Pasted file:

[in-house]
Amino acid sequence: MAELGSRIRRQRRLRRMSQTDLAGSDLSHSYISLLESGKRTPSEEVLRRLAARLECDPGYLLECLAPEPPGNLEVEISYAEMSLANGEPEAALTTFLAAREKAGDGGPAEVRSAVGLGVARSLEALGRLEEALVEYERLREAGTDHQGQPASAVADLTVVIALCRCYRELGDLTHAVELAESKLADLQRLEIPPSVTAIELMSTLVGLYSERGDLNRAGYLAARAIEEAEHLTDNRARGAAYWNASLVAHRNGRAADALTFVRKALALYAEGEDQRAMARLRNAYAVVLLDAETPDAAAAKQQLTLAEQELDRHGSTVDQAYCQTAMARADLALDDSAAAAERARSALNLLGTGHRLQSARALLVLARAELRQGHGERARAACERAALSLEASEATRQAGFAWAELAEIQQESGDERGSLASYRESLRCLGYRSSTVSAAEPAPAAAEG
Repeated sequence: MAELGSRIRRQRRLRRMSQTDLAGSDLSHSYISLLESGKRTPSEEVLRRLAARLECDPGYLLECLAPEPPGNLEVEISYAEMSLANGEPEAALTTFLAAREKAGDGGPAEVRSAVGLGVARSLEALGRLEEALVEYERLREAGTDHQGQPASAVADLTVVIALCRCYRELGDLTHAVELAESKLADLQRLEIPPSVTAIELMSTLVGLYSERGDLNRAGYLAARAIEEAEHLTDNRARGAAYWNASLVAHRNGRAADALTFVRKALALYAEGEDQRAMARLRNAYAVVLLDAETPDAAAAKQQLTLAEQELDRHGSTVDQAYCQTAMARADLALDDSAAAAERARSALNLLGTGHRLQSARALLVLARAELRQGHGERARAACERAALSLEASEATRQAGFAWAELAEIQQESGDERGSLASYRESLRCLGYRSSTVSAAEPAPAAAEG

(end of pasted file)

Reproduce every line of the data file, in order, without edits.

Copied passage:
[in-house]
Amino acid sequence: MAELGSRIRRQRRLRRMSQTDLAGSDLSHSYISLLESGKRTPSEEVLRRLAARLECDPGYLLECLAPEPPGNLEVEISYAEMSLANGEPEAALTTFLAAREKAGDGGPAEVRSAVGLGVARSLEALGRLEEALVEYERLREAGTDHQGQPASAVADLTVVIALCRCYRELGDLTHAVELAESKLADLQRLEIPPSVTAIELMSTLVGLYSERGDLNRAGYLAARAIEEAEHLTDNRARGAAYWNASLVAHRNGRAADALTFVRKALALYAEGEDQRAMARLRNAYAVVLLDAETPDAAAAKQQLTLAEQELDRHGSTVDQAYCQTAMARADLALDDSAAAAERARSALNLLGTGHRLQSARALLVLARAELRQGHGERARAACERAALSLEASEATRQAGFAWAELAEIQQESGDERGSLASYRESLRCLGYRSSTVSAAEPAPAAAEG
Repeated sequence: MAELGSRIRRQRRLRRMSQTDLAGSDLSHSYISLLESGKRTPSEEVLRRLAARLECDPGYLLECLAPEPPGNLEVEISYAEMSLANGEPEAALTTFLAAREKAGDGGPAEVRSAVGLGVARSLEALGRLEEALVEYERLREAGTDHQGQPASAVADLTVVIALCRCYRELGDLTHAVELAESKLADLQRLEIPPSVTAIELMSTLVGLYSERGDLNRAGYLAARAIEEAEHLTDNRARGAAYWNASLVAHRNGRAADALTFVRKALALYAEGEDQRAMARLRNAYAVVLLDAETPDAAAAKQQLTLAEQELDRHGSTVDQAYCQTAMARADLALDDSAAAAERARSALNLLGTGHRLQSARALLVLARAELRQGHGERARAACERAALSLEASEATRQAGFAWAELAEIQQESGDERGSLASYRESLRCLGYRSSTVSAAEPAPAAAEG